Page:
Last week, I got the chance to take the twins to the mall for a mani/pedi and lunch. As I enjoyed my time out of the house with my friend, we noticed moms at the playground either having an official or unofficial playdate with their non-school aged kids. It got me thinking that being on a weekday playdate is probably something that I really can’t do, for a number of reasons. Besides the fact that I am a working mom, my brain hears playdate then introverted parent emerges.
Yeah, I am a social being around people that I really know and trust (you know, besides all you internet pals), but when it really boils down to it, I am an introvert and married to one, too. The sheer thought of taking my kids on a playdate with strangers scares the you-know-what out of me. As you know, I am a brand ambassador for a mom-geared app that helps us to connect with other moms for business, advice, and (gasp!) playdates. I know. Playdates. Before you go calling me a hypocrite, understand that my joining up to promote the MomCo App is part of my way of pushing beyond the comfort zone. When I was asked to write about playdates, my heart starting beating wildly, but my head knew I had to provide moms and dads like me and Greg with some “survival” tips to grow their village through playdates. Thus, this post, Playdate Tips for the Introverted Parent was “born”.
1. Don’t go to a playground. Your first playdate with a new parent friend (and friend for your child) will be a lot more successful if you go somewhere with walls or paths. I know. Gulp. If your first time is at a playground, you both will spend the time chasing your little ones (they will likely have their own agendas and you will be pushing a swing while your new friend is scooping up kids at the bottom of the slide). The goal of a playdate is to test out waters of friendship for both parent and child, to get some energy out, and socialize. This simply won’t happen on the playground quite yet. Instead, opt for a public space or home with set activities. Go to the zoo and follow the same path. Just avoid the park benches for the first time.
2. Set and communicate boundaries up front. This really pertains to time to meet and end, as well as details like meals/snacks and who is paying for what. You don’t want an awkward moment when you whip out the latest Pinterest bento lunch for your kid and their kid doesn’t have a goldfish crumb to eat. Nor do you want to leave your wallet in the car and make your new friend feel responsible for covering your admission. Awkward is the last thing introverted parents need.
3. Pre-planned activities. If you followed my advice in #1, you went somewhere that allows for things like crafts or imaginative play. Maybe you tried out a session at your local craft store or are bowling. Perhaps you opened your house to the friends and have set up toy stations (with toys/games your kid is willing to share). Having something set up ahead for the kids helps immensely. And parents? Sometimes you need an activity too. Yeah, we can all eventually tell stories of that funny blow-out diaper or crazy in-law, but for introverted parents this won’t come immediately. Plan on something that will get you and the other adult(s) interacting, if even only for a round of Guess Who or Charades. Break that ice first.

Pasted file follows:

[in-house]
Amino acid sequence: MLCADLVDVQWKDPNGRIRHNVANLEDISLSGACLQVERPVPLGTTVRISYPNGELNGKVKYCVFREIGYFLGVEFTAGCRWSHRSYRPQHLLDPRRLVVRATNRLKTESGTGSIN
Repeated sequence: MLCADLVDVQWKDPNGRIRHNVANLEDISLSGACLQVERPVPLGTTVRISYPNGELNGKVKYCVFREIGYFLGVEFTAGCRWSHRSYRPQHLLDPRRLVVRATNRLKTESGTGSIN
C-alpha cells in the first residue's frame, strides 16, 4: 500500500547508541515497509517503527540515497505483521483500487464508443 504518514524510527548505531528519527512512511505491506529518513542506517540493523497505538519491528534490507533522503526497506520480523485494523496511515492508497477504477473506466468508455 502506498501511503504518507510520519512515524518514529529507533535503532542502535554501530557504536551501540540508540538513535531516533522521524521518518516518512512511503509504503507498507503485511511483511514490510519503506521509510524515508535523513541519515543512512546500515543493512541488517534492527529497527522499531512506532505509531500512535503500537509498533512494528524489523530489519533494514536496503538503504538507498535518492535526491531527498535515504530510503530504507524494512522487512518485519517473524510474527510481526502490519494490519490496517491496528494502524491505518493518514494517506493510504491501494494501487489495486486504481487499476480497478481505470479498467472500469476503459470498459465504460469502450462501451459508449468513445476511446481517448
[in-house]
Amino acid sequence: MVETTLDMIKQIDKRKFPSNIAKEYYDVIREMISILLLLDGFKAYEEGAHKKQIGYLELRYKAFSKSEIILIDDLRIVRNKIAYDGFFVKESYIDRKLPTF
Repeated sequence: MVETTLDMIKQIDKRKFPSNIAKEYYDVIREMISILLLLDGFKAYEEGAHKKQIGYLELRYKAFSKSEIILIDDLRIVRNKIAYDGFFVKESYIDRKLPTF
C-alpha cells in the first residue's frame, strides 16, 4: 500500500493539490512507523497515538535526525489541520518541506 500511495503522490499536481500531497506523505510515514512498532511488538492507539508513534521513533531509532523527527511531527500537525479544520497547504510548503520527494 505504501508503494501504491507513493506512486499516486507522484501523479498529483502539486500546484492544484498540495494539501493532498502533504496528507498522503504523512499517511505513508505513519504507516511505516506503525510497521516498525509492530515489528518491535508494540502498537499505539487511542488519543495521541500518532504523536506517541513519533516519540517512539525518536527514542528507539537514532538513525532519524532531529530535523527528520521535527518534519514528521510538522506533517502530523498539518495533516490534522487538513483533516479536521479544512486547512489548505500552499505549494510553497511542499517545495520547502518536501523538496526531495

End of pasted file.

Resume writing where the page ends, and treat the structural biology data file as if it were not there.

4. Schedule wisely. Nap time in our house is typically late afternoon, so for us to avoid a meltdown, 10:30 is usually a good time to get out of the house and playing. Tying back to #2, 90 minutes is also a good length of time that then allows you to split for lunch. Or maybe you are a working parent and can only do a lunchtime playdate. The schedule gives you an out – just don’t stare at your watch or phone and miss out on the precious opportunity you have.
5. Be yourself. This may be the hardest thing to do, but when it comes time to having the adult conversations (which you will, and should, you both deserve it), truly be yourself. There is no better you, and you’ll make honest, lasting friends. Bonus? You’ll be a role model for your kids (and that’s the biggest win).
Should these tips fail you, understand that not all playdates are going to turn into lasting relationships. Maybe your kids won’t get along but you really find a good friend. This is okay, and life. We don’t have to like everyone we meet, we just have to remember to always be kind. If you agree to go separate ways, thank them for a good time and wish them the best at their next adventure. If you hit it off, plan another one in the future (because if you don’t, it won’t happen).
What tips would you add? Comment below!
Are you in the Pittsburgh area and looking for a playdate? Right now, my playdate list in our area is blank, but I want to change that. As soon as this mama is back to her normal, healthy self, there will be a playdate with my four ‘lil Burghers in the works. Just sign up for the MomCo App (you need a Facebook account to verify you are who you are, we are all about safety) and watch the playdate section. You can find out more about this app at momcoapp.com. It’s a free app that is available on:
Android Store: http://bit.ly/1GpWVRn
Apple Store: http://bit.ly/1CLzAUx